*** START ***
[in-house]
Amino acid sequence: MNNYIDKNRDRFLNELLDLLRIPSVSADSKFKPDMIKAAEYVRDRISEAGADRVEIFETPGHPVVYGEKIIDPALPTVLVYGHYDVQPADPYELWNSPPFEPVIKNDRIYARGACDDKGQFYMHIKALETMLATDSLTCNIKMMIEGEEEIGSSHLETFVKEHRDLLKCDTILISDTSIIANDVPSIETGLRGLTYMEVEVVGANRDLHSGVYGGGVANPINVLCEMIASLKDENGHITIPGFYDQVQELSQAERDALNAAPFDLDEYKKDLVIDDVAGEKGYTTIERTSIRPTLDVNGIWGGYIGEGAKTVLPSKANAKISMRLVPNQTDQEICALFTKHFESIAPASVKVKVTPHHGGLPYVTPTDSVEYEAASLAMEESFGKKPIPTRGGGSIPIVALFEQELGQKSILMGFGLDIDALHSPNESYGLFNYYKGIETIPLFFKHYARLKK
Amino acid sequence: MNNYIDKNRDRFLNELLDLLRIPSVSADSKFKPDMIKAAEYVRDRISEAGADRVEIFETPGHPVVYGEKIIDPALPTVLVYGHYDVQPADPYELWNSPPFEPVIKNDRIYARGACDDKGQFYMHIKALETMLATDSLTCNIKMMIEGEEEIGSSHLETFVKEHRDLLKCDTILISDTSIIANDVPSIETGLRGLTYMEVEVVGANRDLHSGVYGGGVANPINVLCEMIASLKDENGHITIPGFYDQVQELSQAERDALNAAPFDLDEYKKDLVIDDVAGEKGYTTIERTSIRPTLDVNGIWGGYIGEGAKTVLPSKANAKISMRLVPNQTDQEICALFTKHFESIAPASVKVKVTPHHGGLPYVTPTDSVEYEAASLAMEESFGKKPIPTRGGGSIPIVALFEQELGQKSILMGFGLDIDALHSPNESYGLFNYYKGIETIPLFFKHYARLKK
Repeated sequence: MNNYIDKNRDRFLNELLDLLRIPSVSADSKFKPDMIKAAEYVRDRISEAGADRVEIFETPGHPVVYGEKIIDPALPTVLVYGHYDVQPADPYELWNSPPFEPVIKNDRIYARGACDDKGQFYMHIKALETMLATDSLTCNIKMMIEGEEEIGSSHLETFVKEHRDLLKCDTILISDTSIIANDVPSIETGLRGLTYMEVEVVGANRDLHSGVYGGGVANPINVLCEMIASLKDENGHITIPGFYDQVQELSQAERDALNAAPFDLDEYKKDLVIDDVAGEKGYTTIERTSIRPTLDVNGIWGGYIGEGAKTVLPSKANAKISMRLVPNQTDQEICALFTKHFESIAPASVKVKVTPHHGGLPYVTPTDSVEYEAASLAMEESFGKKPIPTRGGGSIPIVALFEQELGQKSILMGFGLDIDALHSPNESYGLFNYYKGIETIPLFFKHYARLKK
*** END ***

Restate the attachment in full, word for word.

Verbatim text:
[in-house]
Amino acid sequence: MNNYIDKNRDRFLNELLDLLRIPSVSADSKFKPDMIKAAEYVRDRISEAGADRVEIFETPGHPVVYGEKIIDPALPTVLVYGHYDVQPADPYELWNSPPFEPVIKNDRIYARGACDDKGQFYMHIKALETMLATDSLTCNIKMMIEGEEEIGSSHLETFVKEHRDLLKCDTILISDTSIIANDVPSIETGLRGLTYMEVEVVGANRDLHSGVYGGGVANPINVLCEMIASLKDENGHITIPGFYDQVQELSQAERDALNAAPFDLDEYKKDLVIDDVAGEKGYTTIERTSIRPTLDVNGIWGGYIGEGAKTVLPSKANAKISMRLVPNQTDQEICALFTKHFESIAPASVKVKVTPHHGGLPYVTPTDSVEYEAASLAMEESFGKKPIPTRGGGSIPIVALFEQELGQKSILMGFGLDIDALHSPNESYGLFNYYKGIETIPLFFKHYARLKK
Amino acid sequence: MNNYIDKNRDRFLNELLDLLRIPSVSADSKFKPDMIKAAEYVRDRISEAGADRVEIFETPGHPVVYGEKIIDPALPTVLVYGHYDVQPADPYELWNSPPFEPVIKNDRIYARGACDDKGQFYMHIKALETMLATDSLTCNIKMMIEGEEEIGSSHLETFVKEHRDLLKCDTILISDTSIIANDVPSIETGLRGLTYMEVEVVGANRDLHSGVYGGGVANPINVLCEMIASLKDENGHITIPGFYDQVQELSQAERDALNAAPFDLDEYKKDLVIDDVAGEKGYTTIERTSIRPTLDVNGIWGGYIGEGAKTVLPSKANAKISMRLVPNQTDQEICALFTKHFESIAPASVKVKVTPHHGGLPYVTPTDSVEYEAASLAMEESFGKKPIPTRGGGSIPIVALFEQELGQKSILMGFGLDIDALHSPNESYGLFNYYKGIETIPLFFKHYARLKK
Repeated sequence: MNNYIDKNRDRFLNELLDLLRIPSVSADSKFKPDMIKAAEYVRDRISEAGADRVEIFETPGHPVVYGEKIIDPALPTVLVYGHYDVQPADPYELWNSPPFEPVIKNDRIYARGACDDKGQFYMHIKALETMLATDSLTCNIKMMIEGEEEIGSSHLETFVKEHRDLLKCDTILISDTSIIANDVPSIETGLRGLTYMEVEVVGANRDLHSGVYGGGVANPINVLCEMIASLKDENGHITIPGFYDQVQELSQAERDALNAAPFDLDEYKKDLVIDDVAGEKGYTTIERTSIRPTLDVNGIWGGYIGEGAKTVLPSKANAKISMRLVPNQTDQEICALFTKHFESIAPASVKVKVTPHHGGLPYVTPTDSVEYEAASLAMEESFGKKPIPTRGGGSIPIVALFEQELGQKSILMGFGLDIDALHSPNESYGLFNYYKGIETIPLFFKHYARLKK